pregnant-working-woman

These days pregnancy is not an impediment to work, so it's not unusual for pregnant women to work. Most women can continue working during pregnancy, but being pregnant may present challenges in the workplace and at home. The New York Times revealed widespread discrimination against pregnant women in some of the largest companies.

To stay healthy and productive on the job, and continue with a healthy pregnancy you should understand how to navigate both, deal with your work's pregnancy guidelines, let them know that you are pregnant, lessen common pregnancy discomforts, and know when a work task might endanger your pregnancy or when a pregnancy complication requires you to decrease your workload or not work at all.

Here is a state-by-state map of pregnancy discrimination laws, breastfeeding and leave rights. The U.S.Department of Labor has also published a map of employment protection for pregnant or nursing workers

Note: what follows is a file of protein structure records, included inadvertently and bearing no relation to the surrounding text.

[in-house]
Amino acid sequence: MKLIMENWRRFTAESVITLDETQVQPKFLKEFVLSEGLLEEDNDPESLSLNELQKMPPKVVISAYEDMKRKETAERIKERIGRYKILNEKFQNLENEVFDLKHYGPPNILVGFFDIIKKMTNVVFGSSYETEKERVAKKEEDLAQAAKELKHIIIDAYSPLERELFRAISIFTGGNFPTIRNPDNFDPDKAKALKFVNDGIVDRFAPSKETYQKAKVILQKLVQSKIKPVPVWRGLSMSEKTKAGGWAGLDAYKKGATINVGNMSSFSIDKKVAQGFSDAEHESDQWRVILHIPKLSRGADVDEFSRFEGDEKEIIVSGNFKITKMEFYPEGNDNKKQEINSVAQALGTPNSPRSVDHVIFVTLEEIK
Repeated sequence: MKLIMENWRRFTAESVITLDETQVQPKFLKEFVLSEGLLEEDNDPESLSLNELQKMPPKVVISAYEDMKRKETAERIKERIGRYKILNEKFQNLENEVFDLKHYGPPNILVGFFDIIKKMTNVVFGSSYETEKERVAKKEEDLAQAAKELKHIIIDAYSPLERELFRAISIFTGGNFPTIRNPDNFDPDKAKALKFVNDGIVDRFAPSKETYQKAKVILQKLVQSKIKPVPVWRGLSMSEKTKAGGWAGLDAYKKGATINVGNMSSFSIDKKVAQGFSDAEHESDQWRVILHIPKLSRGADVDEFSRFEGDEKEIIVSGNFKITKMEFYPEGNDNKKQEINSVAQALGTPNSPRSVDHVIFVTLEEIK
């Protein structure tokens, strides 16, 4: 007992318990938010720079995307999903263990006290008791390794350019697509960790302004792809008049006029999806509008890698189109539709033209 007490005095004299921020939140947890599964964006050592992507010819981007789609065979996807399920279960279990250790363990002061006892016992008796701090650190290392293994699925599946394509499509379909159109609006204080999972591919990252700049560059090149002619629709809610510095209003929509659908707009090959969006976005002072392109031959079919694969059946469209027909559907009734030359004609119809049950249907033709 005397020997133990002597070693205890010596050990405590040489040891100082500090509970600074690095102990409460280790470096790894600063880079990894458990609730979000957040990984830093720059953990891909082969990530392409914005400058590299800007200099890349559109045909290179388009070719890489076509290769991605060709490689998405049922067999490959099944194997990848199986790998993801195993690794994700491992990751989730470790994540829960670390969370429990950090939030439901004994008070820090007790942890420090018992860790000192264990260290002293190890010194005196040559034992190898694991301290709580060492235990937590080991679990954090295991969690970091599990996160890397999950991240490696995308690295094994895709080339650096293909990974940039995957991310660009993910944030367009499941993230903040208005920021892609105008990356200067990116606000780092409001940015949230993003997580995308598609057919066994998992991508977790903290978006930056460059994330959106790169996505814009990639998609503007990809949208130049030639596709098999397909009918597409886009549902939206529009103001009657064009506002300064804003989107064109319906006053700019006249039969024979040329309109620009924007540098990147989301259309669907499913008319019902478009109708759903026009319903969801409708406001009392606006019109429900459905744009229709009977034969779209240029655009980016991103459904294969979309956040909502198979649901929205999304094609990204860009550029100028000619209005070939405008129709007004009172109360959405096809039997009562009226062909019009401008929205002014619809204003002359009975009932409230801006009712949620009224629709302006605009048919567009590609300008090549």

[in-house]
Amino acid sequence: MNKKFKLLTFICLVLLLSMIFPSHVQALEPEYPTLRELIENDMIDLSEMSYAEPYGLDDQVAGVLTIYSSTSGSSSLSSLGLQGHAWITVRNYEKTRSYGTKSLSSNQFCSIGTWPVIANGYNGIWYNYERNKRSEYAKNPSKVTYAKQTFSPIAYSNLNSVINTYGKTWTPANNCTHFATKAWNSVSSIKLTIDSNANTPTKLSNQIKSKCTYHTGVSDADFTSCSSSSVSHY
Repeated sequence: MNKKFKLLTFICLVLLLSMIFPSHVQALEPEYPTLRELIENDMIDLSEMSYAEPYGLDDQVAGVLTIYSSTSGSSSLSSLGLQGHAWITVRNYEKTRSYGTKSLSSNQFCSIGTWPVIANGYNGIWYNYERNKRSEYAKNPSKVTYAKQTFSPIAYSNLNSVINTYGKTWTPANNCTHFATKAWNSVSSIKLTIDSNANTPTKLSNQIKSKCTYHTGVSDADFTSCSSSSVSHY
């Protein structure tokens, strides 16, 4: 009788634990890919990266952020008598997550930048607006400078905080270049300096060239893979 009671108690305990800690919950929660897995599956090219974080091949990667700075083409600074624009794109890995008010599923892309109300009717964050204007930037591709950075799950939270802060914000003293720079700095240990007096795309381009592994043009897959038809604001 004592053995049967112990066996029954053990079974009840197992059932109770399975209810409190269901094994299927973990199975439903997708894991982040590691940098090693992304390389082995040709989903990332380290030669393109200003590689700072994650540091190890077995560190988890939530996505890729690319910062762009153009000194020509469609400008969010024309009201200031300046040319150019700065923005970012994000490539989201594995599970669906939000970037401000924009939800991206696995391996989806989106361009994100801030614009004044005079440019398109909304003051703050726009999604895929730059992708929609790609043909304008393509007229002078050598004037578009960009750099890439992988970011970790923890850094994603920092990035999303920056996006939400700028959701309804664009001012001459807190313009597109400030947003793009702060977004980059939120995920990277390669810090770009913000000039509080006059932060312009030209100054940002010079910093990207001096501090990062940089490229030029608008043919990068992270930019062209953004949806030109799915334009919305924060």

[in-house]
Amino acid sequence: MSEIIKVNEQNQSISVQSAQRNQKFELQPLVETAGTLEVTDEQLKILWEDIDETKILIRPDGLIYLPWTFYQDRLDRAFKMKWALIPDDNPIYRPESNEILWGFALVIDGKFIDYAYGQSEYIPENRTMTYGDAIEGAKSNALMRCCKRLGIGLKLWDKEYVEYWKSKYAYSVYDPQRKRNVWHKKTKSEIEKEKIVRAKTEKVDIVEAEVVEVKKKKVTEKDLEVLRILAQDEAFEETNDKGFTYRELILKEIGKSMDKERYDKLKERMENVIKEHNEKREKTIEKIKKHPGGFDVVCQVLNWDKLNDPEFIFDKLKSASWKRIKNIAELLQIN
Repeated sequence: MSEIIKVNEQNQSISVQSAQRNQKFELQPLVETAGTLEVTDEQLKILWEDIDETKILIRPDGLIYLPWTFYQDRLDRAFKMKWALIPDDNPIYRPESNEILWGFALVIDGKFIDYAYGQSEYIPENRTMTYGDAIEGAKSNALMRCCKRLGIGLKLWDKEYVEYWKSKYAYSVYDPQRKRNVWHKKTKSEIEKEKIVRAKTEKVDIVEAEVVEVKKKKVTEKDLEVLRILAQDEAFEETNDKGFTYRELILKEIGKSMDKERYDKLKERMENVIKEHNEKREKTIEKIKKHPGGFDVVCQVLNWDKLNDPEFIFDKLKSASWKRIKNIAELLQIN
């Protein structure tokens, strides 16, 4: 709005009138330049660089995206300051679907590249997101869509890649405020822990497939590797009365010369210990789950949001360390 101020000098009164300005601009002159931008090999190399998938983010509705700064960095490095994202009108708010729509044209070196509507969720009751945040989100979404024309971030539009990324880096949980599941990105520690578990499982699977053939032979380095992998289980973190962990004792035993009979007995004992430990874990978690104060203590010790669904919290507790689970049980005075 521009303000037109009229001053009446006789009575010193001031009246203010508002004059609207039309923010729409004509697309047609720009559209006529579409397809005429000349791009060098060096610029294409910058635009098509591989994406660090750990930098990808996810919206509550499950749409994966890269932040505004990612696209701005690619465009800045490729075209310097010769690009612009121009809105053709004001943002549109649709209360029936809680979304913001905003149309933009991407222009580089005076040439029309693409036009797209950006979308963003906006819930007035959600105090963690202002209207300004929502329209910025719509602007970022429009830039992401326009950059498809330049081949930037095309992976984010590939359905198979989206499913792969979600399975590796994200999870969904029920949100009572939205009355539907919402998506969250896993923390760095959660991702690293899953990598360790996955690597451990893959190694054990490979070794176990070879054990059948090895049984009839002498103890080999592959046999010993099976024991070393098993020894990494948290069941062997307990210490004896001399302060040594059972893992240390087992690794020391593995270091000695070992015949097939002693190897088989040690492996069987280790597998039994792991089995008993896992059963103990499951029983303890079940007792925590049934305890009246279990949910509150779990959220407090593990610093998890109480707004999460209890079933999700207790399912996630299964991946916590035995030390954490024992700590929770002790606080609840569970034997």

Nearly one-half of all US states and the District of Columbia have passed laws to explicitly grant pregnant employees the right to reasonable accommodations at work. Read more HERE and read the pdf here.

Specific Exposures and Jobs During Pregnancy and Breastfeeding

  • Anesthetic Gases
  • Antineoplastic (Chemotherapy) Drugs
  • Chemical disinfectants and Sterilants
  • Cosmetologists
  • Epoxies and Resins
  • Formaldehyde
  • Hairdressers
  • Heat
  • Infectious Agents
  • Lead and Other Heavy Metals
  • Noise
  • Paint and paint fumes
  • Pesticides
  • Physical Demands (Lifting, Standing, Bending)
  • Radiation - Ionizing
  • Radiation - Nonionizing
  • Secondhand Smoke
  • Smoke and Byproducts of Burning
  • Solvents
  • Work Schedule (Shift Work and Long Working Hours)
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